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5 of 5 Teachers may grumble now but things were much w February 25, 2010
Reviewer: Irish Independent from Republic of Ireland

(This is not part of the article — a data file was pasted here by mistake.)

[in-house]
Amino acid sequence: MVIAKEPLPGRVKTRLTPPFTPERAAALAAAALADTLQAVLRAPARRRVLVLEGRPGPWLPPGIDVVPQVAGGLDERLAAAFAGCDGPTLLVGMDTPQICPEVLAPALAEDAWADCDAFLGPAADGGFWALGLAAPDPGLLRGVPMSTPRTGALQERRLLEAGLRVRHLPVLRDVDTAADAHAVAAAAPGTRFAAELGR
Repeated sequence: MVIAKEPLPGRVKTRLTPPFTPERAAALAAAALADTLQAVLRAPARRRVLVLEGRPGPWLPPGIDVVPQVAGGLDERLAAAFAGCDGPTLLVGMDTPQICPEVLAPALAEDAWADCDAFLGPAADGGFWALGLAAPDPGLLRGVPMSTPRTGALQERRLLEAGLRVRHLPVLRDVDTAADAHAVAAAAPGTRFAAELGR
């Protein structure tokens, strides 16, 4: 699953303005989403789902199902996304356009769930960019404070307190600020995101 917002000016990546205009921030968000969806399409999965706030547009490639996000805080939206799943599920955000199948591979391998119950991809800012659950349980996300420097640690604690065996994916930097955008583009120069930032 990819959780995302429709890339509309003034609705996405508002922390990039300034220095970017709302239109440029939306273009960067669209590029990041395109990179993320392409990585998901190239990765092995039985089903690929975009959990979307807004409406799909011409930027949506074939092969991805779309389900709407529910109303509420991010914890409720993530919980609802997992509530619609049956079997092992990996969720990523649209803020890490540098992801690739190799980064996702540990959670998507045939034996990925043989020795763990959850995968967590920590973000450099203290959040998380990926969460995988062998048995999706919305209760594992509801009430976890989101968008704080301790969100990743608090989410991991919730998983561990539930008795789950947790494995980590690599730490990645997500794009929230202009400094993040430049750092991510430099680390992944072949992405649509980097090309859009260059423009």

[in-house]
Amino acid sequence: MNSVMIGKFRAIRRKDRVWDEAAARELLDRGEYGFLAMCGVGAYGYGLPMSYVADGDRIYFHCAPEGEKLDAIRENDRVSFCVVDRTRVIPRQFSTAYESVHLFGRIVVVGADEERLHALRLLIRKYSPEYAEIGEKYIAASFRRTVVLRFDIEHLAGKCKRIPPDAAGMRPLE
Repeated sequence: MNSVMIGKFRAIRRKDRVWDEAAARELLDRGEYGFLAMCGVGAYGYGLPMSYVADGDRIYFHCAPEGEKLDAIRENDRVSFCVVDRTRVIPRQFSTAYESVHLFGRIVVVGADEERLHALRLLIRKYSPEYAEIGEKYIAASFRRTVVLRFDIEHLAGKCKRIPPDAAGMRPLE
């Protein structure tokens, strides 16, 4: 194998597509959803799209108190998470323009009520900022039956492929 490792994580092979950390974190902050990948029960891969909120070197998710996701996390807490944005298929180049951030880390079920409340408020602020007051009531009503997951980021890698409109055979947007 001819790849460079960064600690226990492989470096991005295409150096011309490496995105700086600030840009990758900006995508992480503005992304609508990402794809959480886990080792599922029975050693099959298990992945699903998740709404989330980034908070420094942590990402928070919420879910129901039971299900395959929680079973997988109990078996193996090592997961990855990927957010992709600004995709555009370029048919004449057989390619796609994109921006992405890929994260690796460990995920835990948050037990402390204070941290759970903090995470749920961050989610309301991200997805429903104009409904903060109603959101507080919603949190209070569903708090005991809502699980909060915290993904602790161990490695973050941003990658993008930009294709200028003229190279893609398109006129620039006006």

Teachers may grumble now    but things were much worse  A new book says that 100 years ago  they used to earn less than chauffeurs      In the early part of the last century  the writer Hanna Sheehy Skeffington was moved to remark that female second level teachers were  the most harassed and exploited class in the whole country .    The position of their male counterparts was not that much better.    Their jobs were insecure  they had little or no opportunity for promotion in schools that were dominated by the clergy  and their pay was meagre.    Padraig Pearse was fiercely critical of the education system of his time:  We are all alive to the truth that a teacher ought to be paid better than a policeman  and to the scandal of the fact that many an able and cultured man is working in Irish secondary schools at a salary less than that of the viceroy s chauffeur.      The dramatic improvement of pay and conditions of teachers over the past century is chronicled in a new book Unlikely Radicals: Irish Post Primary Teachers and the ASTI  1909 2009. Written by historian Dr John Cunningham of NUI Galway  the book provides a social and historical account of the ASTI s role in the development of second level education and the teaching profession in Ireland.    During the present difficult period for teachers  the book may offer some kind of consolation. Over the past century  with effective union leadership  their relative status  pay and conditions have improved dramatically.    By the end of the last century  Irish teachers with 15 years  service were the third highest paid in developed countries.    Teachers and others involved in education frequently complain about the pressures of the points race and the concentration on rote learning. But there is nothing new in this.    At the time of ASTI s foundation in 1909  the focus on exams was if anything more intense. Schools were funded and teachers paid according to results. Padraig Pearse described the highly competitive education system of his time as a  murder machine  .    With their poor pay  teachers of the early Twentieth Century struggled to keep up appearances  according to John Cunningham s account.    The signifiers of middle class status    respectable dress  a decent address and keeping a servant    were not easily afforded on salaries that were at the discretion of employers.    Cash strapped teachers who are struggling to get by in our current recession after two pay cuts may care to copy the example of Joe O Connor  a Kerry teacher who struggled to get by on his salary of  100 per year in the early years of the last century.    He supplemented his income by selling cups and medals won at village sports  designed shop fronts for draper stores  and drew illustrations for magazine stories.    At the time of ASTI s foundation  teachers seemed to fall into the profession because they did not fit in elsewhere. In a memoir of the time  teacher Micheal Breathnach said his colleagues in one school included a theology graduate who had last minute qualms about becoming a priest; a man who had failed his medical exams; and a former civil servant  sacked for drunkenness.    Although conditions gradually improved following the ASTI s foundation  lay second level teachers were largely left out of the loop when it came to managing their schools and influencing government policy.    The most dramatic changes at second level came in the 1960s and 1970s when the Government introduced universal free second level education and the Catholic church began to relinquish some of its control over schools.    The recent public sector strikes which affected schools were small beer when compared to some of the disputes that broke out in earlier decades.    In February 1969  teachers in every second level school in the country  except St Columba s College in Rathfarnham  went on strike for three weeks. Over 600 pupils marched on the streets of Dublin in support of them.    While pay for teachers had improved dramatically by the Celtic Tiger era  there was still a feeling that the profession was being left behind by those in the private sector. Now that so many of the perceived benefits of the Celtic Tiger era have proved temporary  and in some respects illusory  young people are again likely to view teaching as an attractive option.    Despite the pay cuts  John White  ASTI s general secretary  argues in the book that  teaching remains a worthwhile profession  one with a moral dimension  one that provides job satisfaction  one in which the working conditions are generally good .     Unlikely Radicals  Irish Teachers and the ASTI  1909 2009  by John Cunningham is published by Cork University Press   39.